A REPORT questioning the effectiveness of rehabilitation programs for former terrorists is threatening to undermine Barack Obama's pledge to close the Guantanamo Bay detention centre.
The US President has suspended a release of Yemeni prisoners because of the attempted Christmas Day bombing masterminded from Yemen. The administration has conceded it will not meet its January 22 deadline for closing the base in Cuba.
The fate of all 198 prisoners still at Guantanamo now hangs in the balance after US figures showed that up to one in five former detainees have engaged in terrorist activity after their release.
The main hope had been a much vaunted rehabilitation program set up by Saudi Arabia in 2003. This uses crayon therapy, table tennis and video games to reform jihadists.
The Saudis had claimed near-total success for the program, which had 108 former Guantanamo detainees pass through it. But 11 of these graduates have been named on the kingdom's list of 85 "most wanted" terrorists. They include Said Ali al-Shihri, who re-emerged as a leader of al-Qa'ida in Yemen, the group claiming responsibility for the Christmas Day bombing plot.
"The Saudis claim 80-90 per cent success in turning these jihadists," said John Horgan, director of the International Centre for the Study of Terrorism at Pennsylvania State University, who was among the experts. "But when I asked Saudi officers how they knew these people were safe to release, all they could say was they got a feeling."
Run by Prince Mohammed bin Nayef, the program initially received international plaudits. Aside from art therapy, games and religious discussion to counter radicalisation, it relies on social support. Jihadists are encouraged to get a flat, find a wife and settle down.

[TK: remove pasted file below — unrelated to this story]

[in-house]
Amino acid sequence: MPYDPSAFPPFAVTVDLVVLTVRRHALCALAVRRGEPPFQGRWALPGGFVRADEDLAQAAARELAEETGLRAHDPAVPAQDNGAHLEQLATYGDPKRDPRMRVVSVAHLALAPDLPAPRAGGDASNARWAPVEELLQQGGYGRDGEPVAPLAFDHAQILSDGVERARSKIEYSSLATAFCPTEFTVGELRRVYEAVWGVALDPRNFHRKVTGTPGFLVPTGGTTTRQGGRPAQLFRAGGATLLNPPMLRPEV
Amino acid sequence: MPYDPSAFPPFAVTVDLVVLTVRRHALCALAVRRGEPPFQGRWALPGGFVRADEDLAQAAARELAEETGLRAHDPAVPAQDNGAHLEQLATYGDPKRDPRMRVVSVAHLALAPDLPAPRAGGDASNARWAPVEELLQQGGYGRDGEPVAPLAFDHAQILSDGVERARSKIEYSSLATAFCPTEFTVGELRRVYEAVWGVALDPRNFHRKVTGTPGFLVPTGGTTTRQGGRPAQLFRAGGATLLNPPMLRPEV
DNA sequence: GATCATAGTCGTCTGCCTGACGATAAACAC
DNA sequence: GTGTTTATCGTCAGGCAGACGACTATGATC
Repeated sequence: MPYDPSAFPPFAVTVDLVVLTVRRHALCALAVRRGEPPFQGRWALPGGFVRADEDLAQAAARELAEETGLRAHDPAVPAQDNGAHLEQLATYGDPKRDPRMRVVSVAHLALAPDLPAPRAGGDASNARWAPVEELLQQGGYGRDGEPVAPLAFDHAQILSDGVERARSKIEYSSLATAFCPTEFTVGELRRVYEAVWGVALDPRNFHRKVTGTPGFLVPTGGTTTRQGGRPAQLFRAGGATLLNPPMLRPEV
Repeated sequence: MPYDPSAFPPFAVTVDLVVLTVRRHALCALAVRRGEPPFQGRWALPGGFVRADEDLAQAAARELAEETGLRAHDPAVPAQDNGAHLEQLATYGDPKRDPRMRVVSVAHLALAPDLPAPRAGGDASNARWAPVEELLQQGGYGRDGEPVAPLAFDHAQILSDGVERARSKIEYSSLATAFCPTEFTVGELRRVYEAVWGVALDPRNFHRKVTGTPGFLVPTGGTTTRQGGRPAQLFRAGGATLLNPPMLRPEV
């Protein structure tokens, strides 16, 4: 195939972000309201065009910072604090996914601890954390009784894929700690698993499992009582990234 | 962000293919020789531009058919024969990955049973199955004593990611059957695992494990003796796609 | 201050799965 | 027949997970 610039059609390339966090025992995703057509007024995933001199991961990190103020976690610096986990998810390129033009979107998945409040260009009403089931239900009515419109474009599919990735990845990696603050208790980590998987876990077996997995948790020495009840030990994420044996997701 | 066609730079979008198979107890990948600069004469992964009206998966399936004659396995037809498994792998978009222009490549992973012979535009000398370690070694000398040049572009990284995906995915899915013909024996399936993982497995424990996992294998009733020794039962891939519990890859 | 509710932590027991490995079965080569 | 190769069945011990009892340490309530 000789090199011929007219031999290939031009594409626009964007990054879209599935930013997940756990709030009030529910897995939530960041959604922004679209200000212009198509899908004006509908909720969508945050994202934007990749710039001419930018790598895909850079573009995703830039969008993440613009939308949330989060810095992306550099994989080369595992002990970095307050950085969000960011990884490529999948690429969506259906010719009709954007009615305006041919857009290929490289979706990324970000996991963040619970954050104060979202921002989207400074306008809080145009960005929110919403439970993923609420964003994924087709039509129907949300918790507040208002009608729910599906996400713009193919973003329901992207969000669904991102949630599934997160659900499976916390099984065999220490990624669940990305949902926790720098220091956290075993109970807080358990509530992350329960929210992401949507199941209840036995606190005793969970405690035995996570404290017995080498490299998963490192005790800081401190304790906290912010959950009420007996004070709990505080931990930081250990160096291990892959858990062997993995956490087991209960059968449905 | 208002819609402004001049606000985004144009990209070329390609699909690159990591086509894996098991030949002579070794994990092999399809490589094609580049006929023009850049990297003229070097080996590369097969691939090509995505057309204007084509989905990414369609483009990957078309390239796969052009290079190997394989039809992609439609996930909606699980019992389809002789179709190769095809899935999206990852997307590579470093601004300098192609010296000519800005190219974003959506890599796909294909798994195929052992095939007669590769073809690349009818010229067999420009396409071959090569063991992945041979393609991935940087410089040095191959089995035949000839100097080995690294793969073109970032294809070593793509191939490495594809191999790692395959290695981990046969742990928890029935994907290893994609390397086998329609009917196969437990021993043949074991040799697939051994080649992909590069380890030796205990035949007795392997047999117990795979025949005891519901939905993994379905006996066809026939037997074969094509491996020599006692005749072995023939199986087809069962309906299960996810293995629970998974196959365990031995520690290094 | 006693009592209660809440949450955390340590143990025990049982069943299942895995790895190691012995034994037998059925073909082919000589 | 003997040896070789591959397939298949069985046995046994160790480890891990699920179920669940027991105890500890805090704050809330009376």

"It's more like a halfway house than a prison," said Christopher Boucek, of the Carnegie Endowment for International Peace, who visited the camps. "The centres have guards and fences and you can't leave when you want to, but the first thing that happens to prisoners is their shackles are removed."
He warned: "I think what we have seen is, it is unrealistic to close Gitmo if you don't have a program to monitor people when released."
Mr Horgan agrees. Although he praised the Saudi scheme for being "innovative and ambitious", he said: "The idea that this is a silver bullet is naive. These guys are not being deradicalised. They are being encouraged to disassociate from terrorism, but their fundamental views have not changed."
The unpublished Homeland Security report's main criticism is the lack of any reliable risk assessment to decide whether an individual should be allowed back into society. "Sex offenders have to meet all sorts of criteria before they are released," Mr Horgan said. "Why shouldn't it be the same for terrorists?"
The report points out that there is no way of measuring recidivism.
Many of the Saudi rehab graduates ended up in Yemen. Apart from Shihri, these included Ibrahim Suleiman al-Rubaish, al-Qa'ida's spiritual leader in the Arabian peninsula, and Abu Hareth Muhammad al-Awfi, who appeared in an al-Qa'ida video last January, threatening attacks. Shihri is thought to have played a direct role in an al-Qa'ida attack on the US embassy in Sanaa, the Yemeni capital, in 2008, in which 19 people died.